considered response by social reformers to long-term and tumultuous social adjustments instigated by the Great Famine. Throughout the second half of the nineteenth century, the rural economy was characterised by emigration, which complemented a move from subsistence farming to more commercialised agricultural practices. 3 As Irish farmers were integrated into a global capitalist economy, the rise of international competition left them vulnerable. Informed by economic developments in Britain and Denmark, figures like Horace Plunkett concluded that co-operative societies

in Civilising rural Ireland
Sam King

.e. 2008–9] in a global capitalist economy that the American state had been so central in constructing, it was hardly surprising to see a resurgence of pronouncements that US hegemony was coming to an end … [because] pundits of every persuasion once again blur the lines between a capitalist crisis and a decline of US empire. 8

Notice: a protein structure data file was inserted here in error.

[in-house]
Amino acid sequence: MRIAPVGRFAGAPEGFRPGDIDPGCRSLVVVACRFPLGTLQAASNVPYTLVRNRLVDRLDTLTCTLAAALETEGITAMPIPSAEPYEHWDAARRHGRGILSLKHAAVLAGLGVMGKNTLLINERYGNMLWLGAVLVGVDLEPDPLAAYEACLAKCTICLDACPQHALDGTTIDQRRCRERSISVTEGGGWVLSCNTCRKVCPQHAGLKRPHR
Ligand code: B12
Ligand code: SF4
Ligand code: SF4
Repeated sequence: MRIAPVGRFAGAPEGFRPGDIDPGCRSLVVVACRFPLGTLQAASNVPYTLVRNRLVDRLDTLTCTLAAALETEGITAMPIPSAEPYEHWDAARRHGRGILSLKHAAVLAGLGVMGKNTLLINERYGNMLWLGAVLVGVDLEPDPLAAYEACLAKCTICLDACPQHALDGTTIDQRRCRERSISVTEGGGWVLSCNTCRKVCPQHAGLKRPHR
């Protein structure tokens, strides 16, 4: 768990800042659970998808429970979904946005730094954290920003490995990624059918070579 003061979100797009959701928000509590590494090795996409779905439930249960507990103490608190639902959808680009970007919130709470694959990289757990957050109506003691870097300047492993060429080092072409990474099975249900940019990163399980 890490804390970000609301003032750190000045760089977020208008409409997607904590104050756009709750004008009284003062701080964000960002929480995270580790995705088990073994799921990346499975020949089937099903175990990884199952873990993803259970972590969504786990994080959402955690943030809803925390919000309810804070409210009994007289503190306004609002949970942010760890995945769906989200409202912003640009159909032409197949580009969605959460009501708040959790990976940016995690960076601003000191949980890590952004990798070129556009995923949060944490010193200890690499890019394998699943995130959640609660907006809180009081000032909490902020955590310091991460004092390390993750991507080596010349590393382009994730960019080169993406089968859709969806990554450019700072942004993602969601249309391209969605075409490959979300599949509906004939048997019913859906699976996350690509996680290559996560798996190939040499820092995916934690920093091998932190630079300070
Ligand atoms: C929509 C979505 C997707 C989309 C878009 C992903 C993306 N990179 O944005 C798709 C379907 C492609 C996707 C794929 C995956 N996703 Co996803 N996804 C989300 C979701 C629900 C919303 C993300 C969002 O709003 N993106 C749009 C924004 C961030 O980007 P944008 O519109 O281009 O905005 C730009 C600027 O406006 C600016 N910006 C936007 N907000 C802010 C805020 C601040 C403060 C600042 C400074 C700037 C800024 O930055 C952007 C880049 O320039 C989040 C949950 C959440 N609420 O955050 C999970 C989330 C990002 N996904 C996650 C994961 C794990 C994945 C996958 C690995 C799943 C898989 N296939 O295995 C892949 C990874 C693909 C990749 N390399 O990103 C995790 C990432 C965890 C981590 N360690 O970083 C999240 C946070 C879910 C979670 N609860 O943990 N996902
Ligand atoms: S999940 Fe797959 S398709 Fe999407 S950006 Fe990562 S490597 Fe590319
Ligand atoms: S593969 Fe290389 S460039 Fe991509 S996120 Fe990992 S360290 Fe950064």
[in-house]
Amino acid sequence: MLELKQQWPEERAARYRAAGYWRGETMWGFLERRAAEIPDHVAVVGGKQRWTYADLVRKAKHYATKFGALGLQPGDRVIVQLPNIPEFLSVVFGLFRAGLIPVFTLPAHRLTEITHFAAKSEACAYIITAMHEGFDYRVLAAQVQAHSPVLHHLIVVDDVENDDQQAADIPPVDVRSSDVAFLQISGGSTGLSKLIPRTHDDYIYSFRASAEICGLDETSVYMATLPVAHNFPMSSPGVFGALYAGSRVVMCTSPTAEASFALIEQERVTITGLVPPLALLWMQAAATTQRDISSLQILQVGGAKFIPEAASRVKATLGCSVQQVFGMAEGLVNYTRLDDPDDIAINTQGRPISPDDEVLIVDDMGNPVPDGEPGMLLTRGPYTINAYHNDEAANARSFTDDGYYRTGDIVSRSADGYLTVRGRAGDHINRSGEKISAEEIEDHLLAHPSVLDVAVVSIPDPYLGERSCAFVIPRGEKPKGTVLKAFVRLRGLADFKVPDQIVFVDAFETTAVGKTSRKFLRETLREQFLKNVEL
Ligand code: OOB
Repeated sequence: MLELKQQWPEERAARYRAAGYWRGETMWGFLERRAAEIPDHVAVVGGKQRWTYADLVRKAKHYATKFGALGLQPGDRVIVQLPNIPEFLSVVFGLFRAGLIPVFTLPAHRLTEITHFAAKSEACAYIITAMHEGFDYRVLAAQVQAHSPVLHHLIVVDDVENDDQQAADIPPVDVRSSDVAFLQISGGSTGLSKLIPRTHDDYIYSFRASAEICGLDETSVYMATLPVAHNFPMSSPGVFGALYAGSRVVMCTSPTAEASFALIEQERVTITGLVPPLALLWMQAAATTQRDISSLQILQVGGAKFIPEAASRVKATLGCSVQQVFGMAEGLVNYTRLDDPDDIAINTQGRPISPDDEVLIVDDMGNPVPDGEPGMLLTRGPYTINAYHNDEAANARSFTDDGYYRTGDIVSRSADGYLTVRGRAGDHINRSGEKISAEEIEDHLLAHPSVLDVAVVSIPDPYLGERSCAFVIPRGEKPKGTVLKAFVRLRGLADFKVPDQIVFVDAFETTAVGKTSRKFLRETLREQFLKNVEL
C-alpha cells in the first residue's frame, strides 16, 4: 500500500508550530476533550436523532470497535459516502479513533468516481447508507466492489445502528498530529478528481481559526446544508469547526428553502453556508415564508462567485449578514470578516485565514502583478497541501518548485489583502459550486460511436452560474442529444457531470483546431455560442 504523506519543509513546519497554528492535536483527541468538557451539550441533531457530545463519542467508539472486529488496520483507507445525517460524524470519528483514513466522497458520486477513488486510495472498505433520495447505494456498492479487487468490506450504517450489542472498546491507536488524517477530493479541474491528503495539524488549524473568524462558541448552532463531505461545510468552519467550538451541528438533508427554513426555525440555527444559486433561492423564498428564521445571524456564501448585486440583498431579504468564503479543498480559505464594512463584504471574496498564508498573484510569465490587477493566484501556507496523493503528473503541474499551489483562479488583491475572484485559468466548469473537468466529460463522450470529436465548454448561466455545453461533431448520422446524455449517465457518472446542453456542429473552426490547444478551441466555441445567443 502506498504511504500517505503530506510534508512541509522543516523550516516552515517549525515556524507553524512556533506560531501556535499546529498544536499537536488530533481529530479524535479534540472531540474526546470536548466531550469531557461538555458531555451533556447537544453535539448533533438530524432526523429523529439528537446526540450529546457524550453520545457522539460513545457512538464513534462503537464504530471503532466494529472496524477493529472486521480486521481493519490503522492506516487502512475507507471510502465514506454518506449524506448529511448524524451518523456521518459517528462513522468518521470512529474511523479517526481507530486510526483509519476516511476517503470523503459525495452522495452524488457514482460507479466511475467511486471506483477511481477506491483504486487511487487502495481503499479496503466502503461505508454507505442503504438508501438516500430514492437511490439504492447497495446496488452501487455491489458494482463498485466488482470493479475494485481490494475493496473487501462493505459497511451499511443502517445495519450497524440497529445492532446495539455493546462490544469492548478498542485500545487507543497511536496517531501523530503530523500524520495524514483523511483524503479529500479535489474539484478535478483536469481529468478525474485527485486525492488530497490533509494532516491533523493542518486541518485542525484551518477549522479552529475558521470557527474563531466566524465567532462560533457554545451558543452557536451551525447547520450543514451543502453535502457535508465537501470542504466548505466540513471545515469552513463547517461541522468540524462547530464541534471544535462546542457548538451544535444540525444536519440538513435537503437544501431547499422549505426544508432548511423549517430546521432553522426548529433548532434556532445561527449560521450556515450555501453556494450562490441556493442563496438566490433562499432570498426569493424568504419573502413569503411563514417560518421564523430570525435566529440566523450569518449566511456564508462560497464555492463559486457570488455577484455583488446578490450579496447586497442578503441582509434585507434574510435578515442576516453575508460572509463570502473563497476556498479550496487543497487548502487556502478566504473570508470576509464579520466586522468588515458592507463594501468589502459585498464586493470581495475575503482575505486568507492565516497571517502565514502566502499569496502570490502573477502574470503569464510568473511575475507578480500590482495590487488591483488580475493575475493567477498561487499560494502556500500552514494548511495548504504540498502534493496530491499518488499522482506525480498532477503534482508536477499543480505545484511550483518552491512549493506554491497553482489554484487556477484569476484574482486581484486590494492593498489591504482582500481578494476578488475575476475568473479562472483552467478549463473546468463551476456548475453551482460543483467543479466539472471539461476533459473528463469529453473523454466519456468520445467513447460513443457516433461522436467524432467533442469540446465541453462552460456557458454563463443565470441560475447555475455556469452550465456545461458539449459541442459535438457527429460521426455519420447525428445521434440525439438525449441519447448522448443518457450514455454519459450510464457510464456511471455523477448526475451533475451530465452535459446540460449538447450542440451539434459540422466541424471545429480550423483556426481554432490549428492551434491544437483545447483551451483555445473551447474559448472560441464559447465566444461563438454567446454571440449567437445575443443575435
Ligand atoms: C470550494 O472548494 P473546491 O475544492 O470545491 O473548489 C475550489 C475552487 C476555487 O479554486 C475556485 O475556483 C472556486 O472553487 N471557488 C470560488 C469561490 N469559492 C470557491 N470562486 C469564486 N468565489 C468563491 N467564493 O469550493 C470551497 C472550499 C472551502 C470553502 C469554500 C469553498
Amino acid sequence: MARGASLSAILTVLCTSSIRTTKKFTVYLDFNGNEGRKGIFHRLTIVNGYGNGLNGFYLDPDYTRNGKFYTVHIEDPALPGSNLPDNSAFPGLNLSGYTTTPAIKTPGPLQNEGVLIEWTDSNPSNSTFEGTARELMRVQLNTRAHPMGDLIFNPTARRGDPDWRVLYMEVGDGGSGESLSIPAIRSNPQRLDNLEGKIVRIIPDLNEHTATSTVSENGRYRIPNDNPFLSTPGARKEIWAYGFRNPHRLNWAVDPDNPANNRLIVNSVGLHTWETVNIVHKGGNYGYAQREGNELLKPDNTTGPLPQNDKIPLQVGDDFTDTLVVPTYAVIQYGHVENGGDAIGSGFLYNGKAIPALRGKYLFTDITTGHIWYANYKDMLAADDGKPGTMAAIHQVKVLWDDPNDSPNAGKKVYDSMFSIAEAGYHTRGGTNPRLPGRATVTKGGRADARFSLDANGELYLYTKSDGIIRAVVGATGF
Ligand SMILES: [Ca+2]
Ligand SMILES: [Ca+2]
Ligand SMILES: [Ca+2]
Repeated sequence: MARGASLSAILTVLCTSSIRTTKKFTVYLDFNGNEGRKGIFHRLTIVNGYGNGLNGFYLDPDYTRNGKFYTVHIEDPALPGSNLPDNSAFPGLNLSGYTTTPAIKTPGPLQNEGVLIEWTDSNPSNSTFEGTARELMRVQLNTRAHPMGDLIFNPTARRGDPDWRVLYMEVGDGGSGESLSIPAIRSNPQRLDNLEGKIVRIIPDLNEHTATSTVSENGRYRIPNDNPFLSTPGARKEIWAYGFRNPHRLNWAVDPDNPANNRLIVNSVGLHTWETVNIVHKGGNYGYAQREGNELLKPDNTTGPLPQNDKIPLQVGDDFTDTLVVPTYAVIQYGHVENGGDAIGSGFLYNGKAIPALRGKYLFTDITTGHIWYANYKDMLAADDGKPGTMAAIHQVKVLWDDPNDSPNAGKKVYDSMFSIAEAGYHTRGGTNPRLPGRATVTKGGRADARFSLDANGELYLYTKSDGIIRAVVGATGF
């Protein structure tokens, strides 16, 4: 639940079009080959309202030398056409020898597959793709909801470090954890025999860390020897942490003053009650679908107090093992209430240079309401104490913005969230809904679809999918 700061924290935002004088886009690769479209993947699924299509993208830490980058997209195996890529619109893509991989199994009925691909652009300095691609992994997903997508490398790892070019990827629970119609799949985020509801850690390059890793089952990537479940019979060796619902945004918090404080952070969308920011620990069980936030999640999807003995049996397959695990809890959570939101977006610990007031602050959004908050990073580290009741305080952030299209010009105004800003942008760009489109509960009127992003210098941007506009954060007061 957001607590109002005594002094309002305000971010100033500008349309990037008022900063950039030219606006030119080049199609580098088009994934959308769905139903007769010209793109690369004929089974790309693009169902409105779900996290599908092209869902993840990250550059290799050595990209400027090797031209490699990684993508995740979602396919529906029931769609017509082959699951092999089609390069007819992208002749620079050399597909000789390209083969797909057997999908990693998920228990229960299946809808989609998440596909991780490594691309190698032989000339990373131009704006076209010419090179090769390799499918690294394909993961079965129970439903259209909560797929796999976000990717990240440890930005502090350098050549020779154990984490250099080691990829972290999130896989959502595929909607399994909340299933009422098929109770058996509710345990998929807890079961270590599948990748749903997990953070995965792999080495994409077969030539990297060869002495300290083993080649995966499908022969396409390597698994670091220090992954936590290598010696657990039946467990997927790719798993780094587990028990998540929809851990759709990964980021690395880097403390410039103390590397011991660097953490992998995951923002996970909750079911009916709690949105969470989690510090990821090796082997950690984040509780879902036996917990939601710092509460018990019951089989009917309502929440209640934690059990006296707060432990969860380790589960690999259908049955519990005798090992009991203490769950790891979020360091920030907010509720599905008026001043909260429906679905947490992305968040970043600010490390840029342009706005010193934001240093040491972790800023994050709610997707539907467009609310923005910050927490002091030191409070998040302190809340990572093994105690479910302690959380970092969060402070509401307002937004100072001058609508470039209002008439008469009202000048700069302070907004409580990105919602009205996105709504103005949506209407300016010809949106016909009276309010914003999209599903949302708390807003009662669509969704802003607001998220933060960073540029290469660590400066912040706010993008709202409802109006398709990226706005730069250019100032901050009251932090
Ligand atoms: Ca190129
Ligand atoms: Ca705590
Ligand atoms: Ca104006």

in Imperialism and the development myth
Eve Dickson
Rachel Rosen
, and
Kehinde Sorinmade

're not teaching the children well. You have graduates who at the end of school have to do transportation business. Driving tricycles. They've studied and they're doing that kind of job … You want to find a way out of the system. You want to give your children a better life so they don't think it's all poverty, poverty around them. Everyone wants a better life. Who doesn't want a better life ?’ As part of the ‘breadbasket’ of the British empire, Nigeria's incorporation into the global capitalist economy was simultaneously